The ameliorative effect of dates (Phoenix dactylifera L.) on ethanol-induced gastric ulcer in rats.
J Ethnopharmacol. 2005 Apr 26;98(3):313-7. PMID: 15814265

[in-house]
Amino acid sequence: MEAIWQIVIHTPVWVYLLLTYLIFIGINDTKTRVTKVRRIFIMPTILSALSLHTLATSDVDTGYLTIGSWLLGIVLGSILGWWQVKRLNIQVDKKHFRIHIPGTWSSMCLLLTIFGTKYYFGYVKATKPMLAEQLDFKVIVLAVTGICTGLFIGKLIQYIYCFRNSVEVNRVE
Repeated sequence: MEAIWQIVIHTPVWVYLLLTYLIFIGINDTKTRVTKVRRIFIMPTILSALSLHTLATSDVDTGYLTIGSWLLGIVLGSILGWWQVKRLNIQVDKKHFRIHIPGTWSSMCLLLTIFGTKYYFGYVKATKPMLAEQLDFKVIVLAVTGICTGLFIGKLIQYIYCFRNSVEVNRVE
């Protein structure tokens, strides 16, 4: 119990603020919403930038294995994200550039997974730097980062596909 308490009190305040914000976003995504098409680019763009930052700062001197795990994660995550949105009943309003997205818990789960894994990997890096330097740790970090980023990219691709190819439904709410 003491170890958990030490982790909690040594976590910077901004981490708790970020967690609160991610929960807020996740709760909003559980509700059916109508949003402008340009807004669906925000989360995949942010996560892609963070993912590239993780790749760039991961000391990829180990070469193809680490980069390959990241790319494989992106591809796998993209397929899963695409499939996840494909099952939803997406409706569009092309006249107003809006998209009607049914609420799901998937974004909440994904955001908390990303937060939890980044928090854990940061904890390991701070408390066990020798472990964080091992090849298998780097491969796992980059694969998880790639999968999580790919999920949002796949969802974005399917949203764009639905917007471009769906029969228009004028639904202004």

The present work aimed at testing, in a rat model of ethanol-induced gastric ulceration, a local folk medicinal claim that dates are beneficial in gastric ulcers in humans. Aqueous and ethanolic undialyzed and dialyzed extracts from date fruit and pits were given orally to rats at a dose of 4 ml/kg for 14 consecutive days. On the last day of treatment, rats were fasted for 24 h, and were then given ethanol, 80% (1 ml/rat) by gastric intubation to induce gastric ulcer. Rats were killed after 1 h of ethanol exposure, and the incidence and severity of the ulceration were estimated, as well as the concentrations of gastrin in plasma, and histamine and mucus in the gastric mucosa. A single group of rats that were fasted for 24 h, was administered orally with lansoprazole (30 mg/kg), and was given 80% ethanol as above, 8 h thereafter, served as a positive control. The results indicated that the aqueous and ethanolic extracts of the date fruit and, to a lesser extent, date pits, were effective in ameliorating the severity of gastric ulceration and mitigating the ethanol-induced increase in histamine and gastrin concentrations, and the decrease in mucin gastric levels. The ethanolic undialyzed extract was more effective than the rest of the other extracts used. It is postulated that the basis of the gastroprotective action of date extracts may be multi-factorial, and may include an anti-oxidant action.